I turned 45 this year. What that means, of course, is that I’ve collected a lot of stories. Recently I was reminded that not all of them are good ones.
"Mrs Harding and Mr Harding* - are getting a divorce,” my mum told me in the car one morning on the way to school. I didn’t know what 'divorce' meant until my mum explained.
My mum paused.
HE HITS MRS HARDING.
I looked out the window but my brain couldn’t make sense of what I was hearing.
When I was in grade four I had a sleepover at my friend Susie’s* house and as we sat in her room dressing our Barbies and listening to Blondie, she nervously giggled about her mum’s current boyfriend, Jason*.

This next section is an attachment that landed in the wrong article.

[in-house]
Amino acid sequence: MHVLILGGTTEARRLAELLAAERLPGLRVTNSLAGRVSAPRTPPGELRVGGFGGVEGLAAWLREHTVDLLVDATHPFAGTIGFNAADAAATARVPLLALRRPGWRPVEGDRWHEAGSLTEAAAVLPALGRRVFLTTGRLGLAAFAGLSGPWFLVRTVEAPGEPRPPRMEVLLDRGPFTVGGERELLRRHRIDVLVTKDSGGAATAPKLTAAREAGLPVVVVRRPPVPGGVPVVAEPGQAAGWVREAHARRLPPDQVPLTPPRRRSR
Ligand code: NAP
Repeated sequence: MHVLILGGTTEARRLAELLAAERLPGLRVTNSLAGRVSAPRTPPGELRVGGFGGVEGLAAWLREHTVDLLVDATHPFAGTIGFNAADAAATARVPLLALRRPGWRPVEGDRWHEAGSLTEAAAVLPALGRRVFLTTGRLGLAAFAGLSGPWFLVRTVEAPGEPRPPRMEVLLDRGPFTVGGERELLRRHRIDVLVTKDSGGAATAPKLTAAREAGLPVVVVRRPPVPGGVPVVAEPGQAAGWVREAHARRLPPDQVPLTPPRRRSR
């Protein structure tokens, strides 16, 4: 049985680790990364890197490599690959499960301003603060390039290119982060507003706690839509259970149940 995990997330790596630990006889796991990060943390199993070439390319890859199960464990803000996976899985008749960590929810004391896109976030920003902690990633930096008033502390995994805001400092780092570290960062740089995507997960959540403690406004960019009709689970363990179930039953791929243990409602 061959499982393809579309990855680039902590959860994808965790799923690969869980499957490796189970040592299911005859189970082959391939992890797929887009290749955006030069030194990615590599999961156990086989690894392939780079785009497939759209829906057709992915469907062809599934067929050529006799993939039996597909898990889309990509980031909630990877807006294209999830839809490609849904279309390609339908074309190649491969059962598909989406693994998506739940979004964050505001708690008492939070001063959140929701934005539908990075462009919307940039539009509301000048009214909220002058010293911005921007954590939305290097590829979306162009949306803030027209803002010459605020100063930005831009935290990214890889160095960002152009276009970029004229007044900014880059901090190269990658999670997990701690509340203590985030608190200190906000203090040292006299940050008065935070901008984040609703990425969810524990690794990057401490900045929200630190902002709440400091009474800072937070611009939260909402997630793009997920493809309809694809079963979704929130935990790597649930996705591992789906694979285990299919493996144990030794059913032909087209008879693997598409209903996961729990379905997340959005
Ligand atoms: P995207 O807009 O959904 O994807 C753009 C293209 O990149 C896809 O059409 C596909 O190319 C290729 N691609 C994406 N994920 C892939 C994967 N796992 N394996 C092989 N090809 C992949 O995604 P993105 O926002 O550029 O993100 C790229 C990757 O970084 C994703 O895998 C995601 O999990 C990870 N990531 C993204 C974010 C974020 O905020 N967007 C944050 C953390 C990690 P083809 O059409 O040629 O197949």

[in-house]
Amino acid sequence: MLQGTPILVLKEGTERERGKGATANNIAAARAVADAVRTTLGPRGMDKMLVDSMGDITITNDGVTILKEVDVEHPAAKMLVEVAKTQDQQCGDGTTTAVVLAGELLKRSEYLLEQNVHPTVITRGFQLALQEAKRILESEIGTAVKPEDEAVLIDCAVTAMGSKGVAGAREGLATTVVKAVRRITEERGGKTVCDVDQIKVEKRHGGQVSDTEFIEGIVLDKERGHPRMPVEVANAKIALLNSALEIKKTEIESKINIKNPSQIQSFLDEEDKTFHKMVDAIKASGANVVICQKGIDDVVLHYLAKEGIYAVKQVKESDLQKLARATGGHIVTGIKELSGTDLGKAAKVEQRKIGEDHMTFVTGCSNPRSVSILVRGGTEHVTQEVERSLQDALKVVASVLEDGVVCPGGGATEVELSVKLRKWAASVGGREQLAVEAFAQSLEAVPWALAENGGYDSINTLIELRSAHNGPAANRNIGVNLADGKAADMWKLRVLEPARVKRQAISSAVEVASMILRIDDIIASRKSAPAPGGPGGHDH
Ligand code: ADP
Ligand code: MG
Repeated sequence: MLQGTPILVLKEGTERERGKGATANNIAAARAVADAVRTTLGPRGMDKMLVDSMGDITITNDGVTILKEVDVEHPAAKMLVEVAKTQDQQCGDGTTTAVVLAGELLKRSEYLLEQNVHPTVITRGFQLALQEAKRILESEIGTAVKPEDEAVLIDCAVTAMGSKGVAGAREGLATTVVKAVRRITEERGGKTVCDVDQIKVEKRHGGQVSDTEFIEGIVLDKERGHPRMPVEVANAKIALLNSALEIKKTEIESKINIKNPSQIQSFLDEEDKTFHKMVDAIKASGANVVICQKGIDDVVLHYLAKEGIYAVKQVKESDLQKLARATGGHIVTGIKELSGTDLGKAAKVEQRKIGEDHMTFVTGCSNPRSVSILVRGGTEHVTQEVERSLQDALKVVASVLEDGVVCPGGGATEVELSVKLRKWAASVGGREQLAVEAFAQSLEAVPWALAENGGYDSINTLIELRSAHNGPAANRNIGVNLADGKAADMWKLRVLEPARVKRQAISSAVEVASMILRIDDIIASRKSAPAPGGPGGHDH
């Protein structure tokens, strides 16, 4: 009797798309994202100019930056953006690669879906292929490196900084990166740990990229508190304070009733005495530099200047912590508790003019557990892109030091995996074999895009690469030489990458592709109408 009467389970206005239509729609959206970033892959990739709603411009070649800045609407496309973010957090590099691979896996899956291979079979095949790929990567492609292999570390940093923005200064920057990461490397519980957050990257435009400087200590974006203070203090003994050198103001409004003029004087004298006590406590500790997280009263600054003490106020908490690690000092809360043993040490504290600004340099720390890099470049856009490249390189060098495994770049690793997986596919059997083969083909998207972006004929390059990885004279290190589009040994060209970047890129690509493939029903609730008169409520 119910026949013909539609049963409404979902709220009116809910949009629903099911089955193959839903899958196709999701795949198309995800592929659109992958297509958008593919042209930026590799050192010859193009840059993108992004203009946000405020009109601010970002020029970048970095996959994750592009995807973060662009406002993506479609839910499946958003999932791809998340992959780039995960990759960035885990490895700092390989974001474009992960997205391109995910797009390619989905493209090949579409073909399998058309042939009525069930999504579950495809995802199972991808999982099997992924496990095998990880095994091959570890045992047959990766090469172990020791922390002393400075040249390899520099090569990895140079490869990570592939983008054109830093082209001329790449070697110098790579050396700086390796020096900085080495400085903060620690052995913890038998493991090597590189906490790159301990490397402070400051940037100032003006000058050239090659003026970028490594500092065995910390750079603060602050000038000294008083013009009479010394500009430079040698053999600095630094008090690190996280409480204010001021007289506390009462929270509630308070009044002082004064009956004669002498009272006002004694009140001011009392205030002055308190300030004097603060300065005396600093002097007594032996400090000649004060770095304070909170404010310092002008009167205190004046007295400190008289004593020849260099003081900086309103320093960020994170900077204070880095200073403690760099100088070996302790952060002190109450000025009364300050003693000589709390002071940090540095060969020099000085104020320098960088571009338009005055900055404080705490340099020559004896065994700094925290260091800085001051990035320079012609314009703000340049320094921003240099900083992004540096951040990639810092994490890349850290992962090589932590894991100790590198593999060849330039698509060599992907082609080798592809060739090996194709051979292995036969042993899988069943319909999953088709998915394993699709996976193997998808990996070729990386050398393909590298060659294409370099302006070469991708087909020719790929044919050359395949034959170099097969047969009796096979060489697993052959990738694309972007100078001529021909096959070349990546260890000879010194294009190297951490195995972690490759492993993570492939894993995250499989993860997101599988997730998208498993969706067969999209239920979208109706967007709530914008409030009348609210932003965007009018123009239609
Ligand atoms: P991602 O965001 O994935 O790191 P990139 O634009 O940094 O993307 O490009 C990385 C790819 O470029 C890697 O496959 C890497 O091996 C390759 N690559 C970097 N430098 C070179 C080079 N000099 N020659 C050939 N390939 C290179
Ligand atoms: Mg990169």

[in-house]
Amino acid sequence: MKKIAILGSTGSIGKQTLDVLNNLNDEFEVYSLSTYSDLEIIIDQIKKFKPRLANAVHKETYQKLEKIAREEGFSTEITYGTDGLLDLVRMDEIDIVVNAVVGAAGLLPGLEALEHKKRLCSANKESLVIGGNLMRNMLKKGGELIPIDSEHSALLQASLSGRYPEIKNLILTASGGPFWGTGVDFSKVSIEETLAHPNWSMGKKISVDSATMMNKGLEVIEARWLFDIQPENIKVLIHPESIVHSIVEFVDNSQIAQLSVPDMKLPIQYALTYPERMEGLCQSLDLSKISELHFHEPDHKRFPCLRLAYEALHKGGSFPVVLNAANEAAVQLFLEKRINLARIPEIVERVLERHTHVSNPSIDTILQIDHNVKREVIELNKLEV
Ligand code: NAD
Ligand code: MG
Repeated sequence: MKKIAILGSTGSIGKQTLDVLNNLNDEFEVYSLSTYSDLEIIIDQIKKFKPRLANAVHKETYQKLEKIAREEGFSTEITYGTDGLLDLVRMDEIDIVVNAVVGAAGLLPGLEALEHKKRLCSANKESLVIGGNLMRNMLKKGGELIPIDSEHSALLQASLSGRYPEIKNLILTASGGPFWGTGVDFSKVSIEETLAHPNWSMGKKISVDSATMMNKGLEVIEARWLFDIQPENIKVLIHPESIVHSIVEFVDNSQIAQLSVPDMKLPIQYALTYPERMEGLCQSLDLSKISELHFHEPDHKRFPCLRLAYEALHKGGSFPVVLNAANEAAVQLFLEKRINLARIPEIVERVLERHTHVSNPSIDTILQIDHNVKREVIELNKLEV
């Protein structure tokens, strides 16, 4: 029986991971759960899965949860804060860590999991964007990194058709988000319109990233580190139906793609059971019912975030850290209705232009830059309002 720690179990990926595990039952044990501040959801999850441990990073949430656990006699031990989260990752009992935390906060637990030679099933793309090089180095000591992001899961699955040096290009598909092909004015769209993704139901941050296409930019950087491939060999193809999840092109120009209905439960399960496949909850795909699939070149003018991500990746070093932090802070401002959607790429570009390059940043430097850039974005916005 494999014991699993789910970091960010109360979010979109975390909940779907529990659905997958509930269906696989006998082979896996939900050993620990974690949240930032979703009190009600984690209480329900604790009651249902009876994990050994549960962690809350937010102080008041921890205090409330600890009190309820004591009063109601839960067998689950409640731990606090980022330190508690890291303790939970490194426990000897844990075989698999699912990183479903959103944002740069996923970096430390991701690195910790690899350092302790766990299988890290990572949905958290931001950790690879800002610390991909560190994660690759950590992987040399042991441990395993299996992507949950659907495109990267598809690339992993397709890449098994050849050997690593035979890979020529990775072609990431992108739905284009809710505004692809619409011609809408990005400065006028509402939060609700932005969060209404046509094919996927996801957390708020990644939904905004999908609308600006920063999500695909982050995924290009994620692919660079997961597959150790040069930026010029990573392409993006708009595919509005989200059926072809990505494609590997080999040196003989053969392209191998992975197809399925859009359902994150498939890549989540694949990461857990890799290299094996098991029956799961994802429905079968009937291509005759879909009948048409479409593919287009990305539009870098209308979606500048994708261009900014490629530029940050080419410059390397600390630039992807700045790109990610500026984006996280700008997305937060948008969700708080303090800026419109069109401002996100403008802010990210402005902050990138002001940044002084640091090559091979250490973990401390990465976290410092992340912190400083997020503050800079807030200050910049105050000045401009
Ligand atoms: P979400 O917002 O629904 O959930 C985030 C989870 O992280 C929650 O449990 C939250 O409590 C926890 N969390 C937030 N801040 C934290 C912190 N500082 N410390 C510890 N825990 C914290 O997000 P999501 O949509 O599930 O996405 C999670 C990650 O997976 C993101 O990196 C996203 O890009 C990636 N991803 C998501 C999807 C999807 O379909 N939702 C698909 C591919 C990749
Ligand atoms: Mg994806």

“Sometimes when he’s in the shower, Jason calls me in to ask me a question.”
She made an “ewww” face and we both laughed. I remember feeling confused and scared and not really understanding why a grown-up man would want a kid to see him naked. We were nine.
At thirteen when I was in high school there were whispers about the ‘quiet girl with the big house’ whose dad sexually abused her. I’m not entirely sure I understood what I was being told. I certainly know it never occurred to us to speak up. To tell an adult. It was information none of us knew what to do with and we didn’t want to interfere.